The Four Common Traits of Happy Baby Boomers

Learnings from the longest longitudinal study of human development in history.

Posted Nov 06, 2017

The longest longitudinal study of human development in history delivers some good news for our third act of life: our lives continue to evolve in our later years, and often become more fulfilling than before. 

Begun in 1938, the Grant Study of Adult Development charted the physical and emotional health of over 200 men, starting with their undergraduate days at Harvard University. (Harvard wasn’t coed at the time.) The group of researchers tracked the students for the next few decades, measuring, testing and interviewing them every few years to see how lives developed. The now-classic book Adaptation to Life reported on the men’s lives up to age 55, offering key insights into how adults matured. 

As described in his follow-up book Triumphs of Experience, George Vaillant, Director of the Study of Adult Development at Harvard’s Health Services Center, followed the men into their nineties, documenting what life was like for them in their later years. The findings? People who are content in last third of life were not always so in their second, contradicting the widespread belief that older folks are as a rule sad and depressed whose best years are behind them. Marriages bring much more contentment after age 70, the study also reported, dispelling the myth that people who have been together for a long time eventually get tired of each other. The ability to move on from professional or personal disappointments was key to being happy, Vaillant found, with carrying regrets around for decades leading to a woulda-coulda-shoulda orientation to life. Savoring the things that had gone right was instrumental to later life, affirming the importance of seeing a partially filled glass as half-full rather than half-empty. Knowing that one had found meaning and purpose in life was understandably of great satisfaction, even if it took quite a while for that to happen. Interestingly, those who had had the capacity to establish intimate relationships with other people were not just more content but lived longer, proof positive of the importance of being engaged socially as we get older.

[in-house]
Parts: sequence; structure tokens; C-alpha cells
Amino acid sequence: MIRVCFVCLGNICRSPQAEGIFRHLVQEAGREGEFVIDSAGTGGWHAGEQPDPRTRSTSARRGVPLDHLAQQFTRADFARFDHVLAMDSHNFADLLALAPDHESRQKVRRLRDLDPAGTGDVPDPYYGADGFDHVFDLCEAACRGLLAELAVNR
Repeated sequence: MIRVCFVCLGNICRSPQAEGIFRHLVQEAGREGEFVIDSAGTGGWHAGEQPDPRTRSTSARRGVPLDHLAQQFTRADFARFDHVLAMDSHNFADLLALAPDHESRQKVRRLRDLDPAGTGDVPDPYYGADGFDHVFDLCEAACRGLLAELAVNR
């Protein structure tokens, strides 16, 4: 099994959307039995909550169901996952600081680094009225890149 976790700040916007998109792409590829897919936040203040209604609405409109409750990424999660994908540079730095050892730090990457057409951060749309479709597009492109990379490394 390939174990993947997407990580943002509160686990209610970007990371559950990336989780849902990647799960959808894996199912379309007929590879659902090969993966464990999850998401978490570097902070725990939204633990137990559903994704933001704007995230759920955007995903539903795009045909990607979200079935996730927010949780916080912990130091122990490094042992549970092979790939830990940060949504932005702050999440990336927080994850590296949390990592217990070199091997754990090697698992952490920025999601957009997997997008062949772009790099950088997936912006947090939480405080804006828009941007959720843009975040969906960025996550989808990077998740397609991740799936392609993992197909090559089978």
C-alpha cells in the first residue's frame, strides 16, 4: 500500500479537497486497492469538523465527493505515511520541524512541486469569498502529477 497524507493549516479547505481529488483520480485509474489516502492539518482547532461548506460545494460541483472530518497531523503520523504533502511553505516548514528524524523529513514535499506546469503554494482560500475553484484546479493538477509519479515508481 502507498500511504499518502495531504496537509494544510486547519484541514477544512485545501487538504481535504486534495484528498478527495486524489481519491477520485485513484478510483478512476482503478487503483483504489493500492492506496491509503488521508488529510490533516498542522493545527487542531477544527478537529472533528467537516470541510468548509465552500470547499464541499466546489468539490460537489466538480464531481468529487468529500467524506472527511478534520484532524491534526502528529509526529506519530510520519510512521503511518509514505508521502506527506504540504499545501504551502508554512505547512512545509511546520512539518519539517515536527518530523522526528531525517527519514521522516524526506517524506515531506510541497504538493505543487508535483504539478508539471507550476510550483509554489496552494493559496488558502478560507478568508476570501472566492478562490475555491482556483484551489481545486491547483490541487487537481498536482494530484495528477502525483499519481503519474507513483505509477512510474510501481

In addition to spearheading the Grant Study, Vaillant has spent much of his career analyzing the relative happiness of baby boomers (in part to gain a better understanding of his father’s depression). Vaillant has determined there are four common traits of happy boomers: empathy (relating to other people); engagement (continuing to remain curious about life); hope (optimism for the future); and gratitude (appreciation for gifts and simple pleasures). Happily, so to speak, one can usually do something about how sanguine one is likely to be later in life, meaning we do not have to be victims of our genetic disposition. “We can keep changing and improving and become happier throughout life,” he wrote in Triumphs of Experience, challenging the prevailing view that older people tend to look back on their lives rather than forward to what may come next. 

Surrounding oneself with positive people is boomers’ best strategy to be joyful in their third act, with love and support from others a far more effective anti-aging technique than any pill or treatment. Boomers often experience increased happiness when they take on the role of mentor or friend and dedicate themselves to caring for the well-being of others. Those boomers who say that they’ve never been happier in life are the ones who wake up each day with a mission (often revolving around serving others) and are able to tap into a support system of close friends and family to help out if or when times get tough.

If there’s any single most important implication from Triumphs of Experience, it’s that boomers who are able to frame events in their lives in positive ways will be happier, more contented people in their third act. Those with flexible and positive personal narratives, i.e., the stories they told themselves, will be more likely to “age well,” with those feeling they took a wrong turn on their life journey more prone towards experiencing mental and physical health problems. What boomers think of their lives depends much on how successfully they have come to terms with any regrets, in other words, with a wide variety of strategies available for making peace with missed opportunities. The way to emotional wellbeing is to cultivate optimism and resiliency as life brings its challenges, according to Vaillant, with adapting to rather than resisting change a very good thing for boomers to do if they can.

A new study suggests that most boomers are already experiencing triumphs of experience. Seventy-four percent of Canadian boomers are “in complete optimal mental health,” research by a University of Toronto professor reveals, meaning they are happy almost every day. Compared with millennials, boomers are more likely to have financial security, to be in a firmly established relationship, and to be anchored and less likely to be in flux, all major contributors to one’s happiness quotient. 

Interestingly, according to this 2016 study, the true secret to a happy, healthy state of mind at any age is having a confidante, with “complete optimal mental health” much more likely if one has someone to confide in (someone who’s there for you and provides a sense of emotional security and wellbeing). Memo to readers seeking a sense of bliss in their third act: find a BFF (Best Friend Forever) if you don’t already have one! 

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